• Paying debts from your estate

  • Valuing the estate

  • Administering your estate (dividing your assets amongst the beneficiaries)

The duties which an executor is expected to carry out can be rather onerous. Accordingly, you may wish to nominate a professional who is experienced in completing these kinds of tasks to be your executor, as opposed to your loved ones. Doing so can relieve your loved ones of the burdens associated with administrating your estate, during what will already be a difficult time for them.

LGee & Julius Lawyers are experienced in estate administration and can act as your executor, should you choose to nominate us to fulfill this important role.

Probate and Letter of Administration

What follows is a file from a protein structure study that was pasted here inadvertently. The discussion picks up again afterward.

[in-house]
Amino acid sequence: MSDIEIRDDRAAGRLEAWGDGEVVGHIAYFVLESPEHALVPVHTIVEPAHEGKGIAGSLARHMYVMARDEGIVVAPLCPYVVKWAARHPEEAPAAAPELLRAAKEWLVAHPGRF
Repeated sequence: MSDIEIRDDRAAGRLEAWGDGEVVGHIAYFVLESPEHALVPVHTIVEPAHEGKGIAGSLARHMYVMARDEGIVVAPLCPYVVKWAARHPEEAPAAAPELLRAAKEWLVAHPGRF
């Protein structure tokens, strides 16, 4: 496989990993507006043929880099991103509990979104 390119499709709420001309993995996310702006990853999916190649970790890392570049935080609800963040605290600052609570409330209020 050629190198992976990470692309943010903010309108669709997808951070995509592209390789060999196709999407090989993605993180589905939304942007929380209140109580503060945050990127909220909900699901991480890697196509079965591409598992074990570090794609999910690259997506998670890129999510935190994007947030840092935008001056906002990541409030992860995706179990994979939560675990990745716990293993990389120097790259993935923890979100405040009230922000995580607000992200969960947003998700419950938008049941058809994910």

The administration of a deceased estate can be a highly complex process. Even if a person dies with a valid Will, a Grant of Probate by the Probate Registry of the Supreme Court is required before an estate can begin to be administered.

Where a person dies without a legally valid Will, this can pose even greater difficulties, as Letters of Administration will need to be obtained from the Public Trustee before an estate can begin to be administered.

Preparing an application for Probate, or applying for Letters of Administration, and subsequently completing the complex task of administering an estate can be a highly challenging process, with significant obligations being placed upon the Executor of an estate.

LGee & Julius Lawyers can alleviate the anxiety and pressures encountered by Executors in the administration of deceased estates, through assisting with the Probate application process, and by managing the administration of the estate on behalf of the Executor, including the collection and sale of all assets, and subsequent distribution of the proceeds to beneficiaries.

Power of Attorney